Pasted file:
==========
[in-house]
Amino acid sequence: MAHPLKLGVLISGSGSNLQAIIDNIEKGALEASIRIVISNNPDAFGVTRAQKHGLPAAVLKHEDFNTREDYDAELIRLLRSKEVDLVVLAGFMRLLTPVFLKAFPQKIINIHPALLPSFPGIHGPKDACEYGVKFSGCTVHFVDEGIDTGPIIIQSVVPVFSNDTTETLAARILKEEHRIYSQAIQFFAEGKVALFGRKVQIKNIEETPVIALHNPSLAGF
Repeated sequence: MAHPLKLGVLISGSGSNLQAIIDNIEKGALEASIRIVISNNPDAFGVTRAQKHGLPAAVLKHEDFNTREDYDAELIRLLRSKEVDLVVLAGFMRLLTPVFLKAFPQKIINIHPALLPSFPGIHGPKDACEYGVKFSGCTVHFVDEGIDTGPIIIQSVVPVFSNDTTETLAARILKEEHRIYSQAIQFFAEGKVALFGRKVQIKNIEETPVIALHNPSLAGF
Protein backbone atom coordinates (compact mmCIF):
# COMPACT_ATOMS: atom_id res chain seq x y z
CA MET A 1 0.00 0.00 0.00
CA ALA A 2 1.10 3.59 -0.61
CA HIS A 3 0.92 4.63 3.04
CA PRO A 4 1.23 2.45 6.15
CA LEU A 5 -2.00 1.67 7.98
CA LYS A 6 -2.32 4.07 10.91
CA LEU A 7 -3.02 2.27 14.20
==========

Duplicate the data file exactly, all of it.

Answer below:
[in-house]
Amino acid sequence: MAHPLKLGVLISGSGSNLQAIIDNIEKGALEASIRIVISNNPDAFGVTRAQKHGLPAAVLKHEDFNTREDYDAELIRLLRSKEVDLVVLAGFMRLLTPVFLKAFPQKIINIHPALLPSFPGIHGPKDACEYGVKFSGCTVHFVDEGIDTGPIIIQSVVPVFSNDTTETLAARILKEEHRIYSQAIQFFAEGKVALFGRKVQIKNIEETPVIALHNPSLAGF
Repeated sequence: MAHPLKLGVLISGSGSNLQAIIDNIEKGALEASIRIVISNNPDAFGVTRAQKHGLPAAVLKHEDFNTREDYDAELIRLLRSKEVDLVVLAGFMRLLTPVFLKAFPQKIINIHPALLPSFPGIHGPKDACEYGVKFSGCTVHFVDEGIDTGPIIIQSVVPVFSNDTTETLAARILKEEHRIYSQAIQFFAEGKVALFGRKVQIKNIEETPVIALHNPSLAGF
Protein backbone atom coordinates (compact mmCIF):
# COMPACT_ATOMS: atom_id res chain seq x y z
CA MET A 1 0.00 0.00 0.00
CA ALA A 2 1.10 3.59 -0.61
CA HIS A 3 0.92 4.63 3.04
CA PRO A 4 1.23 2.45 6.15
CA LEU A 5 -2.00 1.67 7.98
CA LYS A 6 -2.32 4.07 10.91
CA LEU A 7 -3.02 2.27 14.20